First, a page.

Gold ripped past $1,900 Monday to a new record, the upshot of enough fears about global wealth-destroying developments to erase any doubts that the world's oldest safe-haven investment remains the world's No. 1 safe-haven investment.

Gold for December delivery, the most active contract traded on the CME Comex division of the New York Mercantile Exchange, hit $1,900.70 per ounce in electronic trading, up from Friday's closing price of $1,852.20.

Gold is now up 33 percent this year and has been in a bull market run for more than a decade.

Expectations that a much-anticipated speech Friday by the head of the U.S. central bank will signal a third round of the Fed buying Treasury assets, evidence last week that the U.S. is dangerously close to a double-dip recession, a sense that euro zone leaders can't decide whether to drop weak members or push hard for a thorough-going financial union as well as efforts by Switzerland and Japan to lower their currencies' value hoisted the price of the yellow metal.

There has been a heavy round of speculation that the Fed could be pushed (into another round of) quantitative easing sooner than thought, as there haven't been any signals of a possible economic recovery, said Pradeep Unni, senior analyst at Richcomm Global Services in Dubai.

With gold being the only safe haven ... which cannot be intervened (in), investors are left with very less choice other than jumping into the chase, despite being late, said Unni.

The more the Fed tries to stimulate the U.S. economy by buying U.S. government bonds the more the central bank risks inflation, which is catnip for gold investors.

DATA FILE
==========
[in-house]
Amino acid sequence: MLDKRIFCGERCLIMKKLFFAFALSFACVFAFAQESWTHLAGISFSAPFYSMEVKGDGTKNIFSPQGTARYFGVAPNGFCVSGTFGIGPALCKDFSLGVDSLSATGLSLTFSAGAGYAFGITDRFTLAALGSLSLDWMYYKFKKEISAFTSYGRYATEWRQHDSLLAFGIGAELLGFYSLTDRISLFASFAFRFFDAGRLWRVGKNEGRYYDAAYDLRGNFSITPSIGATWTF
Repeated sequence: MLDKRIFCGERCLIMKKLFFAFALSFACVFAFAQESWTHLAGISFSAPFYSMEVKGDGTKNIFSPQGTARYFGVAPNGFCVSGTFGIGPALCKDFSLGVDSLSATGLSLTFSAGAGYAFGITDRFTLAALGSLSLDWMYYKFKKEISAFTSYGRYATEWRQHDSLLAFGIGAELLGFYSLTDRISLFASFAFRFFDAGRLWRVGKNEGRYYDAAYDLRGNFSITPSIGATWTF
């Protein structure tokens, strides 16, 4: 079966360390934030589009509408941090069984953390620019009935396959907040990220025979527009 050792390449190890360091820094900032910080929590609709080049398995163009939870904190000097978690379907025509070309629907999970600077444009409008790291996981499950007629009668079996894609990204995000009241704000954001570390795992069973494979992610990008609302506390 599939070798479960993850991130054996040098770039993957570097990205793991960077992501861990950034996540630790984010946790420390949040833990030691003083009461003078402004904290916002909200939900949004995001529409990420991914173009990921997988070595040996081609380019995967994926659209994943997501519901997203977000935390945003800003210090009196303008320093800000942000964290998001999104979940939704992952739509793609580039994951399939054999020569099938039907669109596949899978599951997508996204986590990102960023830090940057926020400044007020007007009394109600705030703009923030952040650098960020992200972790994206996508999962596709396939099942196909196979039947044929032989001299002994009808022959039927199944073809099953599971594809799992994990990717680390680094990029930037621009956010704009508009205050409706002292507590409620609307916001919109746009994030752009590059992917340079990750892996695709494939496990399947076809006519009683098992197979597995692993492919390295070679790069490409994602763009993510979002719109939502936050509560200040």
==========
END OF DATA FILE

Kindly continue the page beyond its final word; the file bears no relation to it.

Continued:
Another round of so-called quantitative easing is expected to exacerbate the year-long decline in the value of the dollar, which fell again Monday against a basket of key world currencies.

Gold is still the safe haven, and as long as people fear recession in the U.S. and euro-zone debt problems, gold remains in demand, Peter Fertig, owner of Quantitative Commodity Research Ltd. in Hainburg, Germany, told Bloomberg. More U.S. asset purchases would be bullish for gold. Increasing liquidity will lead to higher future inflation, which is a reason to buy gold.

The strength of the current bull market makes many analysts hesitant to call a top to the rally.

This doesn't feel like a top, said Peter Thomas, business development director for PFG Precious Metals. It's been up every day for the last eight years. Is it going higher? Sure. I believe that numbers (like $1,900) mean nothing any more. The price you're paying is not germane because computers are doing the trading and all they trade is momentum. Computers don't care what the price is. It's just following trends to make this market.